Now for the Katniss Everdeen convo. She ain’t no vampire lover, that’s for sure. She’s not boy-crazy, materialistic, shallow, vain, or a spoiled brat. But there is an argument that she is still self-absorbed, some even say an anti-hero (see this thought-provoking blog post from She Laughs at the Days and notice also the comment by “Gabrielle”). That was a news flash to me, but I don’t entirely disagree. However, I find myself excusing Katniss’ shortcomings (because, quick review: self-absorbed=shortcoming) because she is a product of her environment. I also excuse her shortcomings because the major precipitating incident of the whole series is that she steps in her sister’s place to participate in the Hunger Games (and certainly no one asked her to, not even her sister). She wouldn’t be in the predicament she’s in if she hadn’t sacrificed herself. Her mother did no such thing for her girls, even on a much smaller scale. (Of course, Katniss also wouldn’t be in her predicament if The Capitol wasn’t so depraved).

As an author, I found The Hunger Games book series instructive in how to create a believable, consistent world; how to create characters who define each other (that takes some serious finesse to pull off); how to keep the action (in an already interesting plot) going; and how to get a message across to your reader through creative narrative. I’ve also found it helpful to see the reaction of readers: the controversy that comes with dark themes and the “hunger” for strong female protagonists (of which, we can all agree, there are too few).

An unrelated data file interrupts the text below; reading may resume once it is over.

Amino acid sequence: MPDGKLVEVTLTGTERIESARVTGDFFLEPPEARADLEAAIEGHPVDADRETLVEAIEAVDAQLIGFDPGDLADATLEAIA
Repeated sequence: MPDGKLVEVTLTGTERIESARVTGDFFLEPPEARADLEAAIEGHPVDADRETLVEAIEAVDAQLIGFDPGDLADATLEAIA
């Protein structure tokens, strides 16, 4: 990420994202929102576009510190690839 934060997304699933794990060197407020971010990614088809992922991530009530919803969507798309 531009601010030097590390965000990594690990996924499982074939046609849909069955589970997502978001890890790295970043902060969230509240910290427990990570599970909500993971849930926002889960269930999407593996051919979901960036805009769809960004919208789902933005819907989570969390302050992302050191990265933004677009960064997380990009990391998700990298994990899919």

I don’t believe in “odds” or luck, but still Effie Trinket’s words seem a fitting wish for this coming weekend: “May the odds be ever in your favor” as you choose books, movies, and activities that have productive content.

{ 2 comments… read them below or add one }

Annelies March 31, 2012 at 7:06 am

hi,

I know it’s a really dumb question, but what does the other two logo’s stand for in the picture?
You’ve got that badge from Katniss, but the other two? I really don’t know and I really want to!

Annelies

Angela - April 12, 2012 at 10:23 am

Annelies,
They are all mockingjays, that symbol of rebellion and hope. The Capitol had created creatures for their own use, but we all know you can’t control nature ;-) so the mockingjay mutated and ended up doing their own thing…kind of like the Districts ended up doing no matter how much The Capitol tried to control them. What are your thoughts on what the mockingjay symbolizes?